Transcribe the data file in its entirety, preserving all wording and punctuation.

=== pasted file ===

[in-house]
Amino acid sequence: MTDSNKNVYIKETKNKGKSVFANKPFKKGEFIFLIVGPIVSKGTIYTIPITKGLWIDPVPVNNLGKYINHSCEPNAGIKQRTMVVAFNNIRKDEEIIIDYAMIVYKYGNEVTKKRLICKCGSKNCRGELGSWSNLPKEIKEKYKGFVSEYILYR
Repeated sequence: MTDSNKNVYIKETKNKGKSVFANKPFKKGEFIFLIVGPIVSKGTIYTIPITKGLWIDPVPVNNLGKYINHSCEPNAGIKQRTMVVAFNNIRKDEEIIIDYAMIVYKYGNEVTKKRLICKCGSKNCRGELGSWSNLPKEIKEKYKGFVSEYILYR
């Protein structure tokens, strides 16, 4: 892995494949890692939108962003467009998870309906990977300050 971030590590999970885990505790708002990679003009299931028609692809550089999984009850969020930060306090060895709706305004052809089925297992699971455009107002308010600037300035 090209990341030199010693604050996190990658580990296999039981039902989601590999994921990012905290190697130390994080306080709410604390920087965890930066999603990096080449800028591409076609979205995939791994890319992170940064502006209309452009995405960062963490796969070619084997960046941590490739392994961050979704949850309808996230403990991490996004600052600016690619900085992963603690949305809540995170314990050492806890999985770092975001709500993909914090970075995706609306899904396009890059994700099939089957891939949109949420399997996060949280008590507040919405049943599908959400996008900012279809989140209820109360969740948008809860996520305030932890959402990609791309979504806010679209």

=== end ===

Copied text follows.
[in-house]
Amino acid sequence: MTDSNKNVYIKETKNKGKSVFANKPFKKGEFIFLIVGPIVSKGTIYTIPITKGLWIDPVPVNNLGKYINHSCEPNAGIKQRTMVVAFNNIRKDEEIIIDYAMIVYKYGNEVTKKRLICKCGSKNCRGELGSWSNLPKEIKEKYKGFVSEYILYR
Repeated sequence: MTDSNKNVYIKETKNKGKSVFANKPFKKGEFIFLIVGPIVSKGTIYTIPITKGLWIDPVPVNNLGKYINHSCEPNAGIKQRTMVVAFNNIRKDEEIIIDYAMIVYKYGNEVTKKRLICKCGSKNCRGELGSWSNLPKEIKEKYKGFVSEYILYR
């Protein structure tokens, strides 16, 4: 892995494949890692939108962003467009998870309906990977300050 971030590590999970885990505790708002990679003009299931028609692809550089999984009850969020930060306090060895709706305004052809089925297992699971455009107002308010600037300035 090209990341030199010693604050996190990658580990296999039981039902989601590999994921990012905290190697130390994080306080709410604390920087965890930066999603990096080449800028591409076609979205995939791994890319992170940064502006209309452009995405960062963490796969070619084997960046941590490739392994961050979704949850309808996230403990991490996004600052600016690619900085992963603690949305809540995170314990050492806890999985770092975001709500993909914090970075995706609306899904396009890059994700099939089957891939949109949420399997996060949280008590507040919405049943599908959400996008900012279809989140209820109360969740948008809860996520305030932890959402990609791309979504806010679209």